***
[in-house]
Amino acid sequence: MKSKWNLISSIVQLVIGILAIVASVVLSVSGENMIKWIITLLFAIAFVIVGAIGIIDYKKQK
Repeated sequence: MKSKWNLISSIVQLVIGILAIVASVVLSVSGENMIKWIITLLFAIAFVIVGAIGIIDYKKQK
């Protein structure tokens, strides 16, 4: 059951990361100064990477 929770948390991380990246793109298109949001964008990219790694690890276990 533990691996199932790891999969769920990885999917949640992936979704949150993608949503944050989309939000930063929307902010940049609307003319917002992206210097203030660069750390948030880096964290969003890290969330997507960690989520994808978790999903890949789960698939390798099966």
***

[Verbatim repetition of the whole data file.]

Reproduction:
[in-house]
Amino acid sequence: MKSKWNLISSIVQLVIGILAIVASVVLSVSGENMIKWIITLLFAIAFVIVGAIGIIDYKKQK
Repeated sequence: MKSKWNLISSIVQLVIGILAIVASVVLSVSGENMIKWIITLLFAIAFVIVGAIGIIDYKKQK
């Protein structure tokens, strides 16, 4: 059951990361100064990477 929770948390991380990246793109298109949001964008990219790694690890276990 533990691996199932790891999969769920990885999917949640992936979704949150993608949503944050989309939000930063929307902010940049609307003319917002992206210097203030660069750390948030880096964290969003890290969330997507960690989520994808978790999903890949789960698939390798099966």